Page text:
• There is a very stable leadership team with few new members from outside the organization (or industry) in at least ten years.
  • The organization is very stable with new people at junior levels whose challenging ideas are being stifled by senior leader resistance.
  • It’s a market leader with strong share and financials who hasn’t faced serious competitive threats to its marketing strategy for as long as anyone can remember.
  • It’s a smaller player in a large market that’s been able to be comfortable with its size and share position.
  • A company that’s been protected from aggressive competition by a structural advantage (whether regulatory, economic, environmental, etc.) that’s disappearing.

In any of these situations, waiting around for disruptive innovation to happen instead of creating a new differentiation strategy to create beneficial change can be a crippling mistake.

How a Strategic Evaluation Makes a Difference

In these situations, organizations need to be pushed to look at their familiar situations in new, and even strategically frightening ways through a dynamic strategic evaluation. This can entail:

The irony is through challenging a “too smart” organization with an aggressive strategic evaluation, it will actually get smarter and savvier as it develops a relevant differentiation strategy for the future.

If your organization feels like it’s too smart for its own good and may be losing disruptive innovation opportunities as a result of a too conventional differentiation strategy, contact us.

At The Brainzooming Group, we’re experts at helping smart organizations develop the right marketing strategy based on a rigorous, yet brisk customer analysis and strategic evaluation to get smarter, better, and more successful – in a hurry. – Mike Brown

 

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The Brainzooming Group helps make smart organizations more successful by rapidly expanding their strategic options and creating innovative plans they can efficiently implement. Email us at info@brainzooming.com or call us at 816-509-5320 to learn how we can help you enhance your strategy and implementation efforts.

Mike Brown

Founder of The Brainzooming Group, and an expert on strategy, creativity, and innovation. Mike is a frequent speaker on innovation, strategic thinking, and social media.

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The Wall Street Journal featured a review this past Saturday of “Wait: The Art and Science of Delay” by Frank Partnoy (affiliate link) by Christopher B. Chabris. The review highlights Frank Partnoy’s challenge to those espousing the need to act right away, lest opportunities be forever lost and his support for the waiting game strategy in both business and personal lives. The question of using the waiting game strategy is something we have talked about here on Brainzooming before as “strategic patience.”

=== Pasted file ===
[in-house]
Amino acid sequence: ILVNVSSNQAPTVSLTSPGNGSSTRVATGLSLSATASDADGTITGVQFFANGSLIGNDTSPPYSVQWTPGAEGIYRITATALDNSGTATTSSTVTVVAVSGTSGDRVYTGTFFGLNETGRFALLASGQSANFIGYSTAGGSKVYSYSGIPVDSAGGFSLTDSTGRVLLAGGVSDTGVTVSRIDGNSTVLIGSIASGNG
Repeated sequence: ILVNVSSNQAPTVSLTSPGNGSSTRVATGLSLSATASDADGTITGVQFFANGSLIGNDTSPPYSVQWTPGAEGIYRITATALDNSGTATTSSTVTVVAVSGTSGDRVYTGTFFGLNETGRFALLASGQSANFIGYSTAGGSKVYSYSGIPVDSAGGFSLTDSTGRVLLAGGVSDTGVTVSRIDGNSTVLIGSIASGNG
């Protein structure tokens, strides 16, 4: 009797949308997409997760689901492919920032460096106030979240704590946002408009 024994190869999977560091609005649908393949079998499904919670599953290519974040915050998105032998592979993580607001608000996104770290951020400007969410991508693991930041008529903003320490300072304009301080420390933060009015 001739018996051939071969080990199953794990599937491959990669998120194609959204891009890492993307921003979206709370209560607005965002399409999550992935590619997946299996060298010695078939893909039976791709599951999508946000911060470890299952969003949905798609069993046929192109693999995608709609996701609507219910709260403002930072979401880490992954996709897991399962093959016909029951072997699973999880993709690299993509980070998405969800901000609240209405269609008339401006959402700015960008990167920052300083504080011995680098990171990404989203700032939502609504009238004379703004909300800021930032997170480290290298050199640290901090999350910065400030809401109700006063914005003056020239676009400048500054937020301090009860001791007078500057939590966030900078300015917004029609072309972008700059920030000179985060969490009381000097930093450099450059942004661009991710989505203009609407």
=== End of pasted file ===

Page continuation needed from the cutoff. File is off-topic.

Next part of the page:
Affiliate Link

In “Wait,” Frank Partnoy offers examples of the waiting game strategy paying off in a variety of situations. These include a baseball batter who can wait on getting the right pitch to 3M waiting twelve years between the discovery of a low-stick adhesive and the introduction of the Post-it Notes the adhesive made reality.

As with many books, Christopher B. Chabris points out in his review that Frank Partnoy offers examples, but no answers to know when and how long to wait because “there is no formula for getting the right answer.”

I don’t necessarily have a formula either.

But as one who likes to use the waiting game strategy, thinking back through lessons from both my business and personal lives suggested six characteristics of situations where a waiting game strategy can work and two critical success factors for one being more successful.

Six Characteristics where a Waiting Game Strategy Can Work

Thinking about situations where you are considering waiting over acting, you’re likely to find a waiting game being successful if these six characteristics are in place:

1. Waiting is consistent with a longer-term strategy you have in place

This implies a pre-determined reason for waiting that was baked into your initial strategy.

2. Your longer-term strategy is flexible and can accommodate several situations or time frames